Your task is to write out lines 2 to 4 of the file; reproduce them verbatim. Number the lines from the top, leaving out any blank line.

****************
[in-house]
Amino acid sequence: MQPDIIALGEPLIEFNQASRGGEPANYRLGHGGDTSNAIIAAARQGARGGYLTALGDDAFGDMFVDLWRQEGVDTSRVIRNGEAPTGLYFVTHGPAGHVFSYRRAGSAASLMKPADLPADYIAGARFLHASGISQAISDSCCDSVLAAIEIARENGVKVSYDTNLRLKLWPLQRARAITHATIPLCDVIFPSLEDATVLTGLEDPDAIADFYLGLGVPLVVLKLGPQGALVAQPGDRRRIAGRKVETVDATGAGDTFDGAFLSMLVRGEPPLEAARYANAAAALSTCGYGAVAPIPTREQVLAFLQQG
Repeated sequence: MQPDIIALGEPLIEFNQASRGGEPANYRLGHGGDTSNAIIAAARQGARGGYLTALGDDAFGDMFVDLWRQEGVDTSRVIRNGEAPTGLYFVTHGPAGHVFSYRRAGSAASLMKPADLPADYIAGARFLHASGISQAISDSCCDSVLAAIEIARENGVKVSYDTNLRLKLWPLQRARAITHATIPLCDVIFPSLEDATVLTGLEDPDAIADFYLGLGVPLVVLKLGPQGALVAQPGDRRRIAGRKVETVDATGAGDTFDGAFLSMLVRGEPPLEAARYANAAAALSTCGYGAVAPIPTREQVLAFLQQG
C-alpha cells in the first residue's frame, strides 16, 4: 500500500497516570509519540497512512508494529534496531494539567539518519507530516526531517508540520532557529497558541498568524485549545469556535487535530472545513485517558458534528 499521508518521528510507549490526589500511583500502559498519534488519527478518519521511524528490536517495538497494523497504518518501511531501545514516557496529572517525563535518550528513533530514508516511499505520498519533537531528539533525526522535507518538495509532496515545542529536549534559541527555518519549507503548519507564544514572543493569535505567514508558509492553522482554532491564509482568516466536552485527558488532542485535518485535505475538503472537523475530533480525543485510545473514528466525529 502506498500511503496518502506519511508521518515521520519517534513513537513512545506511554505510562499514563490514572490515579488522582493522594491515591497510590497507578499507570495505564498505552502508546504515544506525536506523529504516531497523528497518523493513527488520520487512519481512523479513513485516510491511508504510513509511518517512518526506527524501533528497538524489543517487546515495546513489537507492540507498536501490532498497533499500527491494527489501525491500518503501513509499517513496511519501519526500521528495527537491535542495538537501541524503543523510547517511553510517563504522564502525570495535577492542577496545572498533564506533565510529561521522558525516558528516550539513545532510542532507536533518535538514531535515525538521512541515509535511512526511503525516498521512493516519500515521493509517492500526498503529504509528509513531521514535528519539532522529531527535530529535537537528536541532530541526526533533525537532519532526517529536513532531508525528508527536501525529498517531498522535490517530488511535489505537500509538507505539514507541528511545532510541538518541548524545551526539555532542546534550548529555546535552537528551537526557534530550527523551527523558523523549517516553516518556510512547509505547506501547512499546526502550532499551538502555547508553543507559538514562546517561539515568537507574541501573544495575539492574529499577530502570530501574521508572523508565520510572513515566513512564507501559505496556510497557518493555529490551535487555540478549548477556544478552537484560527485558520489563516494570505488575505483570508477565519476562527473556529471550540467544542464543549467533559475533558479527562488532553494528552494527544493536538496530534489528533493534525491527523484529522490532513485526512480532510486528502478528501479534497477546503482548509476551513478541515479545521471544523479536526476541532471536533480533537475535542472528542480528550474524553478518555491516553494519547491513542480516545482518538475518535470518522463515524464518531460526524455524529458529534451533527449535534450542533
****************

Amino acid sequence: MQPDIIALGEPLIEFNQASRGGEPANYRLGHGGDTSNAIIAAARQGARGGYLTALGDDAFGDMFVDLWRQEGVDTSRVIRNGEAPTGLYFVTHGPAGHVFSYRRAGSAASLMKPADLPADYIAGARFLHASGISQAISDSCCDSVLAAIEIARENGVKVSYDTNLRLKLWPLQRARAITHATIPLCDVIFPSLEDATVLTGLEDPDAIADFYLGLGVPLVVLKLGPQGALVAQPGDRRRIAGRKVETVDATGAGDTFDGAFLSMLVRGEPPLEAARYANAAAALSTCGYGAVAPIPTREQVLAFLQQG
Repeated sequence: MQPDIIALGEPLIEFNQASRGGEPANYRLGHGGDTSNAIIAAARQGARGGYLTALGDDAFGDMFVDLWRQEGVDTSRVIRNGEAPTGLYFVTHGPAGHVFSYRRAGSAASLMKPADLPADYIAGARFLHASGISQAISDSCCDSVLAAIEIARENGVKVSYDTNLRLKLWPLQRARAITHATIPLCDVIFPSLEDATVLTGLEDPDAIADFYLGLGVPLVVLKLGPQGALVAQPGDRRRIAGRKVETVDATGAGDTFDGAFLSMLVRGEPPLEAARYANAAAALSTCGYGAVAPIPTREQVLAFLQQG
C-alpha cells in the first residue's frame, strides 16, 4: 500500500497516570509519540497512512508494529534496531494539567539518519507530516526531517508540520532557529497558541498568524485549545469556535487535530472545513485517558458534528 499521508518521528510507549490526589500511583500502559498519534488519527478518519521511524528490536517495538497494523497504518518501511531501545514516557496529572517525563535518550528513533530514508516511499505520498519533537531528539533525526522535507518538495509532496515545542529536549534559541527555518519549507503548519507564544514572543493569535505567514508558509492553522482554532491564509482568516466536552485527558488532542485535518485535505475538503472537523475530533480525543485510545473514528466525529 502506498500511503496518502506519511508521518515521520519517534513513537513512545506511554505510562499514563490514572490515579488522582493522594491515591497510590497507578499507570495505564498505552502508546504515544506525536506523529504516531497523528497518523493513527488520520487512519481512523479513513485516510491511508504510513509511518517512518526506527524501533528497538524489543517487546515495546513489537507492540507498536501490532498497533499500527491494527489501525491500518503501513509499517513496511519501519526500521528495527537491535542495538537501541524503543523510547517511553510517563504522564502525570495535577492542577496545572498533564506533565510529561521522558525516558528516550539513545532510542532507536533518535538514531535515525538521512541515509535511512526511503525516498521512493516519500515521493509517492500526498503529504509528509513531521514535528519539532522529531527535530529535537537528536541532530541526526533533525537532519532526517529536513532531508525528508527536501525529498517531498522535490517530488511535489505537500509538507505539514507541528511545532510541538518541548524545551526539555532542546534550548529555546535552537528551537526557534530550527523551527523558523523549517516553516518556510512547509505547506501547512499546526502550532499551538502555547508553543507559538514562546517561539515568537507574541501573544495575539492574529499577530502570530501574521508572523508565520510572513515566513512564507501559505496556510497557518493555529490551535487555540478549548477556544478552537484560527485558520489563516494570505488575505483570508477565519476562527473556529471550540467544542464543549467533559475533558479527562488532553494528552494527544493536538496530534489528533493534525491527523484529522490532513485526512480532510486528502478528501479534497477546503482548509476551513478541515479545521471544523479536526476541532471536533480533537475535542472528542480528550474524553478518555491516553494519547491513542480516545482518538475518535470518522463515524464518531460526524455524529458529534451533527449535534450542533